• Cyberport - Hong Kong

IIEP is proactively solving several problems for people, startups, investors and international entities. Startups find it hard to expand into new markets, often because of language barriers and because they simply don't know anybody who can help them understand how different international markets work. This is especially true for Canadian startups, the successful ones among them are mostly B2B or enterprise focused. The B2B marketing approach is personal, through connections and introductions, in comparison to B2C marketing that can base itself on more universal marketing approaches.

In the same way that INcubes, as an accelerator, can help its companies connect with a company like Rogers in Canada, its partners can help our companies connect with the "Rogers" of the world. These connections can originate from active introductions by the personnel of the different hubs, or simply from being present in one of these hubs when a mentor walks in. Sometimes, when these connections are not available, the simple act of working from a startup hub in a different location, has a lot of value in "getting the feel" for another market.

In addition, many Canadian startups are concerned with going global from day one, due to the relatively smaller population (comparing with the United States). This concern is present for many additional startups ecosystems around the world. The IIEP allow these new companies to reach international markets. "Smart" accelerators understand that in order to gain an advantage for their companies (and for themselves), an international presence is important to their budding brands, and can make the difference between success and failure.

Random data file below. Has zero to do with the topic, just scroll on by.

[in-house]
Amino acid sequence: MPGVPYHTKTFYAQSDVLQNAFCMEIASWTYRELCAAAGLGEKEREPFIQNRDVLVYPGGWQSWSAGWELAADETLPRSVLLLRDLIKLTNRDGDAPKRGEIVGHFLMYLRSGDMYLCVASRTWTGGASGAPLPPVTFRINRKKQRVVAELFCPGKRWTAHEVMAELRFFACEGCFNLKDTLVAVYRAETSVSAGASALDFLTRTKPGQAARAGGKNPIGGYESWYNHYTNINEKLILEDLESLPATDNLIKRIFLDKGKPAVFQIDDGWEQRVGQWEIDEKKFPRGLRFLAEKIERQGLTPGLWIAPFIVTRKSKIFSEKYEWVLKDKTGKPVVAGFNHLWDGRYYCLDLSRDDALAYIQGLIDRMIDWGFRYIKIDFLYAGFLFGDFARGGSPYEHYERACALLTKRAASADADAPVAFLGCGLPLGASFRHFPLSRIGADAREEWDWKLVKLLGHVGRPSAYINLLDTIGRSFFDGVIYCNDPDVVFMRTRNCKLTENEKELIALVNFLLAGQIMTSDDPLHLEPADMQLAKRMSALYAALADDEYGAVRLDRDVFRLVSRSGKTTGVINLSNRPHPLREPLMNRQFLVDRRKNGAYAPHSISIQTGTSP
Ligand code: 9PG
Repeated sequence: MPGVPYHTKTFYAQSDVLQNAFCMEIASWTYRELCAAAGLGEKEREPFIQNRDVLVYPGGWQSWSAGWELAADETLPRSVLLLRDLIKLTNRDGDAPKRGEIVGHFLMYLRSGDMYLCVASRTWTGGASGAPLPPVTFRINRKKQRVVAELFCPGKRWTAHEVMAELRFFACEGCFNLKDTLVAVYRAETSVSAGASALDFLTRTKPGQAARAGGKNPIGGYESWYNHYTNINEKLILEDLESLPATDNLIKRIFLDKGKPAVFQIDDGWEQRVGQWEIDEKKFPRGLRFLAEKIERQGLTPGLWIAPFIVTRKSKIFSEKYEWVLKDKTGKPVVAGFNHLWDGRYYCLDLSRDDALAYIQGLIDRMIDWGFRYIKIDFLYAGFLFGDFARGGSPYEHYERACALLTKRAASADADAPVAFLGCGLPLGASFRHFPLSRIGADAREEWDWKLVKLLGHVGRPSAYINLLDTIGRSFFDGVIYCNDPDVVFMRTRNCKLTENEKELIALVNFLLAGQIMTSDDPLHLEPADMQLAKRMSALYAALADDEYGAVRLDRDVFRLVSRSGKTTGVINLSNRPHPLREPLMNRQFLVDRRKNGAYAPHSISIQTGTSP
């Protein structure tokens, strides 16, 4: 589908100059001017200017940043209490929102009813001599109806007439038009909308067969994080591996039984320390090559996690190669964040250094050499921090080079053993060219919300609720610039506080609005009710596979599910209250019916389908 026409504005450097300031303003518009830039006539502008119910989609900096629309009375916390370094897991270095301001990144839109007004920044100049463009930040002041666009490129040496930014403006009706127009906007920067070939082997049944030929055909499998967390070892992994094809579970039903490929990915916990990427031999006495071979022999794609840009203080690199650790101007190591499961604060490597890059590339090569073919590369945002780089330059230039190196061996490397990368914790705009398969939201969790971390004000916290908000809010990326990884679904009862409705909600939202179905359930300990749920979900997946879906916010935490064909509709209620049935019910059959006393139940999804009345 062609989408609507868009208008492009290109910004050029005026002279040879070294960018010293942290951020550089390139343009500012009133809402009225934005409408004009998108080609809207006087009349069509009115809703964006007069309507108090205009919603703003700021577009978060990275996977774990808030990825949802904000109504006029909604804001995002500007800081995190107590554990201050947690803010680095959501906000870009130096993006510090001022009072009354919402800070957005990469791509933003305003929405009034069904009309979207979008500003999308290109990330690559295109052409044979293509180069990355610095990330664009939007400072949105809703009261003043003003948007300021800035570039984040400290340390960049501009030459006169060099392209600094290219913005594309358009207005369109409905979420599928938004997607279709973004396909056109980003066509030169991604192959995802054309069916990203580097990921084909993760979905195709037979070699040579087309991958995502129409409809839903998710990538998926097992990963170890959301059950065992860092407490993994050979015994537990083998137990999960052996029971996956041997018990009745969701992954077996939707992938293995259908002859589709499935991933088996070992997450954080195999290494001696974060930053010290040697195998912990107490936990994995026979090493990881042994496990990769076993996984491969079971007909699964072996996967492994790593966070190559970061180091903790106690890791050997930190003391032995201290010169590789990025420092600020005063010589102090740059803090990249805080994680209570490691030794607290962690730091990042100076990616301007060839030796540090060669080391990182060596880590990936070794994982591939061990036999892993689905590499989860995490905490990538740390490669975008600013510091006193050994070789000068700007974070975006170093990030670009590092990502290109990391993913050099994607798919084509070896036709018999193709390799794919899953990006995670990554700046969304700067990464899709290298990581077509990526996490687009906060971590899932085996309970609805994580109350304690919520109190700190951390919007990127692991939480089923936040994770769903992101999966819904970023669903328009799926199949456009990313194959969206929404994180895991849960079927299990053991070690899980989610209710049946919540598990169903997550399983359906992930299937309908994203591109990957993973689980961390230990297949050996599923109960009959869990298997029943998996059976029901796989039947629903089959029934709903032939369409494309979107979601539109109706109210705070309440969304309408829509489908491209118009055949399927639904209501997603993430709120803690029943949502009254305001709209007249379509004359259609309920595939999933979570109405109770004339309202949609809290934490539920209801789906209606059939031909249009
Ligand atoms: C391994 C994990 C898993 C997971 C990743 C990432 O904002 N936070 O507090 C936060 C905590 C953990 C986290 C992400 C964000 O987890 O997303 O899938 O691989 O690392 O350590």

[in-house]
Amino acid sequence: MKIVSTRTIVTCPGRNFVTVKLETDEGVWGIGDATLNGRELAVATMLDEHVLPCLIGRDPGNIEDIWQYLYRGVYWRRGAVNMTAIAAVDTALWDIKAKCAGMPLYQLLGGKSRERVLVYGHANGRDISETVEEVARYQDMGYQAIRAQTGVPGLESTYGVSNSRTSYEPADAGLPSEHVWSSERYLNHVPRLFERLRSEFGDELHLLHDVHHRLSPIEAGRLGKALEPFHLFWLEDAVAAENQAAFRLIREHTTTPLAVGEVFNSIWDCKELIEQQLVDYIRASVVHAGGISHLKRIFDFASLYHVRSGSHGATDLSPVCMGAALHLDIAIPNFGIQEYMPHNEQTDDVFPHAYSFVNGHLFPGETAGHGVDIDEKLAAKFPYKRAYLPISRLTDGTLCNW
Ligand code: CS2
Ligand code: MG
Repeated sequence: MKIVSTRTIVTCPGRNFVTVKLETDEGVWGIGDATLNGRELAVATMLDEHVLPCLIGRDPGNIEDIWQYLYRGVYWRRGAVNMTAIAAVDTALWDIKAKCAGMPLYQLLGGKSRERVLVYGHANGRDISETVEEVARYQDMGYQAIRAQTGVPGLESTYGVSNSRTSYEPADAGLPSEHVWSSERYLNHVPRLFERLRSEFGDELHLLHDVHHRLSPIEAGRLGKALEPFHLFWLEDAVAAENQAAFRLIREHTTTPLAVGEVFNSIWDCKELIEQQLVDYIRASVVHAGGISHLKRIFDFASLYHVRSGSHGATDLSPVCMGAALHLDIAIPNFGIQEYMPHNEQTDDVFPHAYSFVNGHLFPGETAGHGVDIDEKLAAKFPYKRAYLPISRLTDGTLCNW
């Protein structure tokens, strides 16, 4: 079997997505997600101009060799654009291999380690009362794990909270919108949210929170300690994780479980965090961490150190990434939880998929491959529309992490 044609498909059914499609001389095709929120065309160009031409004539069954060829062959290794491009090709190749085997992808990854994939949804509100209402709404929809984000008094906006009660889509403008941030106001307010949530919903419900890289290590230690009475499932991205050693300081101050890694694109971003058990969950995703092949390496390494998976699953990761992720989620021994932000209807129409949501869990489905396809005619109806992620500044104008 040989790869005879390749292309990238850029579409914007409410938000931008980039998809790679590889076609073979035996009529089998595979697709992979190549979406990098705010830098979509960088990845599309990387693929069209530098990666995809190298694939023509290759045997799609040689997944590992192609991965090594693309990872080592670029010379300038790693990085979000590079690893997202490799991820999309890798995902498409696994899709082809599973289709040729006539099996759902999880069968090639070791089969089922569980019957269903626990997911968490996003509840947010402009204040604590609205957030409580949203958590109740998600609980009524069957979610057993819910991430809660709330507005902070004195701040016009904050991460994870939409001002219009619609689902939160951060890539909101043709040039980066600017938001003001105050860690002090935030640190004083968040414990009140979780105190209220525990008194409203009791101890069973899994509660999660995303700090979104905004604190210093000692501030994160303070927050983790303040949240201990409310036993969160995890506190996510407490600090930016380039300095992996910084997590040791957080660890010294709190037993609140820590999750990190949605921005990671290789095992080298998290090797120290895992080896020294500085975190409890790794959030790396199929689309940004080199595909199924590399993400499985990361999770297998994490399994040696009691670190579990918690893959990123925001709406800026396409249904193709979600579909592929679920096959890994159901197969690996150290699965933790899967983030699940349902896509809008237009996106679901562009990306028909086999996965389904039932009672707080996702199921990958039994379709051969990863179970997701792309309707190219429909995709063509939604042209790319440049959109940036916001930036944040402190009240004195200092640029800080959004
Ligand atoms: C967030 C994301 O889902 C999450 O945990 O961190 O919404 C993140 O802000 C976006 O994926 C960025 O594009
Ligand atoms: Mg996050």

Sure, every incubator and accelerator would like a chunk of the international startup game, and each one is looking for a way to differentiate itself and attract high-quality companies. They realize the universal truth is that there is strength in numbers, and their diversity makes them a stronger and more compelling proposition.

Images provided courtesy of INcubes

ABOUT 1776
1776 is a global incubator and seed fund that finds promising startups focused on solving the world's most fundamental challenges and helps engineer their success. Just shy of two years old, 1776 has helped more than 250 startups grow by vetting their viability and connecting them to a "swat team" of support, from investors to mentors, government officials, and institutional market partners that they need to succeed. 1776 was founded in February 2013 by Donna Harris, a serial entrepreneur and former Managing Director of the Startup America Partnership, and Evan Burfield, founder of netDecide, a provider of enterprise wealth management solutions, and the consulting firm Synteractive.

INcubes is a Toronto-based accelerator, led by serial entrepreneur Ben Zlotnick, that teams up with emerging entrepreneurs and talented startup teams to create solid businesses with innovative products and ideas.

INcubes' international network has attracted mentors and investors from across many countries including the US, UK, France, China, Israel, Latin America and more. With its two flagship programs, the Funnel Program and the Acceleration Program, INcubes connects with the most forward-thinking entrepreneurs with the goal of turning their game-changing technologies into international success stories.